Best,
Brian R.
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#8 K Borowski

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Posted 05 July 2008 - 02:48 PM

Nah, if God really loved Fritz Lang, it would've been a 35mm IP or IN ;)
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#9 Alessandro Malfatti

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Posted 05 July 2008 - 05:25 PM

I do hope they release the entire Argentine version, rather than just insert the missing scenes into the Murnau restoration. Since Lang shot with several cameras to produce a foreign and domestic negative, it stands to reason that the Argentine print could have entirely different takes of scenes, from different angles. It would be a fascinating study in editing to compare with the Murnau versions, as well as the U.S. hack job.


Are you sure? I never heard that he did that with his Silent movies, there was usually no need. Sound movies, yes, there's the french version of M and Das Testament des Dr. Mabuse, I don't think Metropolis got that treatment, though. Correct me if I'm mistaken...
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#10 Brian Rose

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Posted 05 July 2008 - 10:29 PM

Nah, if God really loved Fritz Lang, it would've been a 35mm IP or IN ;)


With an attached letter by Fritz Lang (dated and notarized) specifying the proper projection speed! :)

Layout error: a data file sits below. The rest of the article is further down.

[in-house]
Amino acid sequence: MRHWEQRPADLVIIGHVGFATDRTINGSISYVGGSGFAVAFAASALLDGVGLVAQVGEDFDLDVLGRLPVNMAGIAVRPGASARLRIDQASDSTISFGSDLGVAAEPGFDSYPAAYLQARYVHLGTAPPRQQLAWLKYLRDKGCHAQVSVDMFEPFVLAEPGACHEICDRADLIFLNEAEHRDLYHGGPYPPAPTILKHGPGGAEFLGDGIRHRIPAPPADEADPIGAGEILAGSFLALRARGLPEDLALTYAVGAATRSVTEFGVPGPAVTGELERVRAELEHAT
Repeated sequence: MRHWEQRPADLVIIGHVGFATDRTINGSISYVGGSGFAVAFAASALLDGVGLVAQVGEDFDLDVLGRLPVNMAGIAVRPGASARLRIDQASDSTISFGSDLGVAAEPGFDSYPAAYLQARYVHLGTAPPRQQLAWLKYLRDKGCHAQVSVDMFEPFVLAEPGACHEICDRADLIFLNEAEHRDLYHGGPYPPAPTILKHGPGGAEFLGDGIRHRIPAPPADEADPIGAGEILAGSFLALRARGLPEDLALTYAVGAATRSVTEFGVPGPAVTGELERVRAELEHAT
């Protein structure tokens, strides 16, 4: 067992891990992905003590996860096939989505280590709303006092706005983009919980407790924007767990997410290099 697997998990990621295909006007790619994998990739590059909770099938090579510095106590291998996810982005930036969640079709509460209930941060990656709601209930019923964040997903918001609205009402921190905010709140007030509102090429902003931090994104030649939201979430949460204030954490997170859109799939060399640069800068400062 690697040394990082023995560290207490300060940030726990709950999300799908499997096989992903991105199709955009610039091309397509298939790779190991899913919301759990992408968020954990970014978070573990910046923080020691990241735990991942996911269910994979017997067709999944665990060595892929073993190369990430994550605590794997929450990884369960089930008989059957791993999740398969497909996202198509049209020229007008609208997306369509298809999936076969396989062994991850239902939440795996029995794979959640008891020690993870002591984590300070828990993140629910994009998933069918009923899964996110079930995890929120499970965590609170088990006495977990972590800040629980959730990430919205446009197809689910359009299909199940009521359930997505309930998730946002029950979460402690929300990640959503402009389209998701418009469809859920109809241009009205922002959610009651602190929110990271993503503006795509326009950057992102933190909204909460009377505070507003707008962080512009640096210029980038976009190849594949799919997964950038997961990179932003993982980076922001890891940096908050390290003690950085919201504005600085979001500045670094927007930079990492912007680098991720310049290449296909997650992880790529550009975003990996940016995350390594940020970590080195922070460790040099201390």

Best,
BR
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#11 Brian Rose

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Posted 05 July 2008 - 11:10 PM

Are you sure? I never heard that he did that with his Silent movies, there was usually no need. Sound movies, yes, there's the french version of M and Das Testament des Dr. Mabuse, I don't think Metropolis got that treatment, though. Correct me if I'm mistaken...


Actually, we're both right. Early sound pictures were indeed filmed several times in different languages, because sound processes in the early Talkie era was so pricey and complex that it was more cost effective to just shoot everything multiple times in different languages (Browning's "Dracula," and Dreyer's "Vampyr" being two such famous examples).

But it was also common practice during the silent era to capture a scene with two or more cameras. Often in behind the scenes or production photos from the era, you'll see several cameramen lined up, all capturing the same thing (apologies for the low res)

Silent Film Production